There is something appealing about this idea, and I think Professor Driver’s arguments can be seen, in part, as addressing the broader question of when any personal characteristics should be mentioned in judicial opinions. But we still need an account that gives us the analysis and context that Driver provides, because just saying “treat race like any other characteristic” is mostly unhelpful. Race in American society is different from other characteristics in ways that are undeniable, and the implications of those differences are not easy to specify. That, in turn, draws into question some familiar distinctions, such as the distinction between race-consciousness and race-neutrality. This, I believe, is Professor Driver’s point in making the distinction between colorblindness and anticlassification.

 

This point can be illustrated by the opinions in Batson v. Kentucky16 and later cases that extended its holding. In Batson, which was decided in 1986, the Supreme Court ruled that a prosecutor may not use a prospective juror’s race as the basis for a peremptory challenge.17 Subsequent cases extended Batson beyond criminal to civil cases, and to defense lawyers (and to gender-based challenges, too).18 On the one hand, the holdings of these cases seem preordained. The Court held in 1880 that a state may not enact a statute excluding blacks from jury service.19 Why should the government be able to do at retail what it cannot do on a wholesale basis? In 1965, the Supreme Court, in Swain v. Alabama, refused to bar prosecutors from using race-based peremptory challenges,20 and that decision was widely, and justifiably, criticized.21

 

On the other hand, there are some legitimate questions, both analytical and practical, about the Batson line of cases (questions that, ironically, are more legitimate now than they were at the time of Swain). Justice Rehnquist’s dissent in Batson identified the analytical issues:

 

[T]here is simply nothing “unequal” about the State’s using its peremptory challenges to strike blacks from the jury in cases involving black defendants, so long as such challenges are also used to exclude whites in cases involving white defendants, Hispanics in cases involving Hispanic defendants, Asians in cases involving Asian defendants, and so on. This case-specific use of peremptory challenges by the State does not single out blacks, or members of any other race for that matter, for discriminatory treatment. Such use of peremptories is at best based upon seat-of-the-pants instincts, which are undoubtedly crudely stereotypical and may in many cases be hopelessly mistaken. But as long as they are applied across-the-board to jurors of all races and nationalities, I do not see—and the Court most certainly has not explained—how their use violates the Equal Protection Clause.22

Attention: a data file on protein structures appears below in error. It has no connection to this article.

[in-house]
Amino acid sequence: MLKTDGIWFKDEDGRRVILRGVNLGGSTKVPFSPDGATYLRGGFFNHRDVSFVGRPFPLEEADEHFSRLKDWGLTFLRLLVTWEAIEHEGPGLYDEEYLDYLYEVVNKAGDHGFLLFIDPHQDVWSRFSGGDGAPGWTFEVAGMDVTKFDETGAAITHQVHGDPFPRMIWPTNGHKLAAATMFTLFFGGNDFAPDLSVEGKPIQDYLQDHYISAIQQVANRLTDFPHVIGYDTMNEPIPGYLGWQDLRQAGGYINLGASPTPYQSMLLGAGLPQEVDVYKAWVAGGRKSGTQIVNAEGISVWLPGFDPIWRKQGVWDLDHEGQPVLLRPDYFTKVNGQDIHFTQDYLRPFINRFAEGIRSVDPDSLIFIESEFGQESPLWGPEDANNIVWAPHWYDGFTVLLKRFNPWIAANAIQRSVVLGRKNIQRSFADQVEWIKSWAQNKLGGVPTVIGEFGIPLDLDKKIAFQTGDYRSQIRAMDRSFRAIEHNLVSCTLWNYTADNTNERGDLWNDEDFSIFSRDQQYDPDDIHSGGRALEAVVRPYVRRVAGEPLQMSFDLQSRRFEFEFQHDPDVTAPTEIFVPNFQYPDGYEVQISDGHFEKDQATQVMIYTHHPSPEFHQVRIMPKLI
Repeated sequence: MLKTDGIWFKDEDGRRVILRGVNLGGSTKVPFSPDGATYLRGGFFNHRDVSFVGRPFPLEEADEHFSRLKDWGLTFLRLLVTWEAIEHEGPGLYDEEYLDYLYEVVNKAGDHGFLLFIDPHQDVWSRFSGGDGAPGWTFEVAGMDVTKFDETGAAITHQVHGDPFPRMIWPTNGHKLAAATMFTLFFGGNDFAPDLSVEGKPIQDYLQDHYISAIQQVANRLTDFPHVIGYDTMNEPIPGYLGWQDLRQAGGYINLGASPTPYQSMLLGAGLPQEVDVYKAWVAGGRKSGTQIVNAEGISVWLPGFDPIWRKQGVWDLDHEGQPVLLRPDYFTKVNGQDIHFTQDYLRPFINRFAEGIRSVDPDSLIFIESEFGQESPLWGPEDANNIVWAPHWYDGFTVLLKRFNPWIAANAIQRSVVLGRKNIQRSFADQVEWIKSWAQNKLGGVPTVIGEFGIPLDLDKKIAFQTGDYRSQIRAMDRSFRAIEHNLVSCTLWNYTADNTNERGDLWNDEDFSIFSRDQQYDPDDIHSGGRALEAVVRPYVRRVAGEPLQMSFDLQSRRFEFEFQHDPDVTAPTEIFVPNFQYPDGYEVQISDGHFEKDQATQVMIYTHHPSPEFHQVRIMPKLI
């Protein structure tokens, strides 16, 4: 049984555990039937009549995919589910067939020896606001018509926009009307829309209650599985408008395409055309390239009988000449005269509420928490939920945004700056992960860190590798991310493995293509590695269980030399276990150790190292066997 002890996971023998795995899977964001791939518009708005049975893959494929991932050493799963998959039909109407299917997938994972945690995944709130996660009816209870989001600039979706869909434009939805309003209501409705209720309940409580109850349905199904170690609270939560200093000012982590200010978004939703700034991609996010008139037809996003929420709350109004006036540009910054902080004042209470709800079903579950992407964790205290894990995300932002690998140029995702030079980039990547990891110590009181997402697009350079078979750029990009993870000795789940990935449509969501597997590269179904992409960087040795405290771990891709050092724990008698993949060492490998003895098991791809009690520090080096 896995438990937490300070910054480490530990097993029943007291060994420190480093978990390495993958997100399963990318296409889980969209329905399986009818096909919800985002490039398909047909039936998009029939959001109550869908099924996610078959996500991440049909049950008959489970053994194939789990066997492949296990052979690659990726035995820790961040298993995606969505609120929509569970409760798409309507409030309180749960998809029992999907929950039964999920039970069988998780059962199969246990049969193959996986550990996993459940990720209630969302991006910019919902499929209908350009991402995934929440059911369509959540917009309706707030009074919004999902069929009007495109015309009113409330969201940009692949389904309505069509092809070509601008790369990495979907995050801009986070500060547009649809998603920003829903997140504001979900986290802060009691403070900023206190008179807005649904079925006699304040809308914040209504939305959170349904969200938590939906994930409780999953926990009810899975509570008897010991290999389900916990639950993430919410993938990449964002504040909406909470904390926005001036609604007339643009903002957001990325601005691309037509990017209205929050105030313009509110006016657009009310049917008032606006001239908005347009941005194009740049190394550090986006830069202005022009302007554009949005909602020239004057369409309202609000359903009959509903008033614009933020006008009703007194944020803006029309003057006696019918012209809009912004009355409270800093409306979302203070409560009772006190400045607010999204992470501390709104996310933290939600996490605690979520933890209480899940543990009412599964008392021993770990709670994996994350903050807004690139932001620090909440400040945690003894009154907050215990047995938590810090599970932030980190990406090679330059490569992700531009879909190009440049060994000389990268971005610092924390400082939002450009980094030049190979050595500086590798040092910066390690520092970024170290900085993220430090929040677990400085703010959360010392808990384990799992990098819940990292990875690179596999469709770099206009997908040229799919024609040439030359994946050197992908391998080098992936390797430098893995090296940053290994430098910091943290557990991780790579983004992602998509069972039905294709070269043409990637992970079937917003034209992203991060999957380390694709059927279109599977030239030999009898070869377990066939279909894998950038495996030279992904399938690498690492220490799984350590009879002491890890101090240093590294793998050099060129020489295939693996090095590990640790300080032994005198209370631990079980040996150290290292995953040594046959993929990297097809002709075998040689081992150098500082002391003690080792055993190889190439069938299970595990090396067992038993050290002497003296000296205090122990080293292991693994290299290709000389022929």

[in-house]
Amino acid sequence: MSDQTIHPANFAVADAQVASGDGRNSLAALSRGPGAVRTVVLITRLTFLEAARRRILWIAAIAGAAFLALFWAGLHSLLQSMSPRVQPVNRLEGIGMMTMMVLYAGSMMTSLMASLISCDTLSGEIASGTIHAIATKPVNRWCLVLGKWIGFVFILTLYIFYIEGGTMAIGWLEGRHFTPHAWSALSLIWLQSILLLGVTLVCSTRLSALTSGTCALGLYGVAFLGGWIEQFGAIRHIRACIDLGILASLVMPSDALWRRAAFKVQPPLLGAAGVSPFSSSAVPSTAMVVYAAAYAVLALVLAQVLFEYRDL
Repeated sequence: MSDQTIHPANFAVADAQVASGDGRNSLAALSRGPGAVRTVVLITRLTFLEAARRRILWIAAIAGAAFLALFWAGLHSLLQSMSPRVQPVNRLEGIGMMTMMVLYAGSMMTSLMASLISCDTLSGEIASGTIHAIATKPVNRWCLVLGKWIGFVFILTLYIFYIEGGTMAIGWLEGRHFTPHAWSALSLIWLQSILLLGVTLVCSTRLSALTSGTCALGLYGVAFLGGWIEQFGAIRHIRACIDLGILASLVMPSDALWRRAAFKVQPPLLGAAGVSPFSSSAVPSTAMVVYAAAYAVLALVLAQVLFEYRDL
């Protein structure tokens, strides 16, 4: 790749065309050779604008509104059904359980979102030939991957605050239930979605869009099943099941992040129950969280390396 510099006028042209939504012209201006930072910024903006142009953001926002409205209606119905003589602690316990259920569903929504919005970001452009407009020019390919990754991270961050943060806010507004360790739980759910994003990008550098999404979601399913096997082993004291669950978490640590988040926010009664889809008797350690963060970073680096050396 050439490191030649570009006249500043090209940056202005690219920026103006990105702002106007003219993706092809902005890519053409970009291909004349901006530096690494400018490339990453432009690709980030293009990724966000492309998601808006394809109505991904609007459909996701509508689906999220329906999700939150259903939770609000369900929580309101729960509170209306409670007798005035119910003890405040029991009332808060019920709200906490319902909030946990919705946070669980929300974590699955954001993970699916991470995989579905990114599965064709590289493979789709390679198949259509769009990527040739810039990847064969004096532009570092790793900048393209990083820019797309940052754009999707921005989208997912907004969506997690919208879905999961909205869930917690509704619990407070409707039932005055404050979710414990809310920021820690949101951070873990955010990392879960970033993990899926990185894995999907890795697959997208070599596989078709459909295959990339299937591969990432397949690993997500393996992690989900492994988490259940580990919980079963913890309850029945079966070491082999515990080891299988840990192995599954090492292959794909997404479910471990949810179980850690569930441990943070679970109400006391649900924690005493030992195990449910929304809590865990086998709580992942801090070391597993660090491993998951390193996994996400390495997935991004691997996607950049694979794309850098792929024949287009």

Justice Thomas’s dissent in Georgia v. McCollum, which extended the Batson rule to defense counsel,23 raises the practical question. Justice Thomas asserted that “black criminal defendants will rue the day” that the Court began to subject peremptory challenges to the Batson rule, because that rule will prevent their lawyers from defending their interests as fully as they otherwise would.24 Lawyers who use a peremptory challenge to excuse a prospective juror are doing so because they think their client’s interests will be served by not having that person on the jury. At least that seems to be a safe general assumption, most of the time, today: A lawyer who used a peremptory challenge to indulge his or her own prejudices, at the expense of the client’s interests, would be guilty of grievous malpractice, and probably today—unlike at the time of Swain—there does not seem to be any reason to suspect that such an unreconstructed form of prejudice is common. But this means that the Batson rule has real costs to parties. They cannot take full advantage of their peremptory challenges, when the reason for exercising some of them is based on a prospective juror’s race.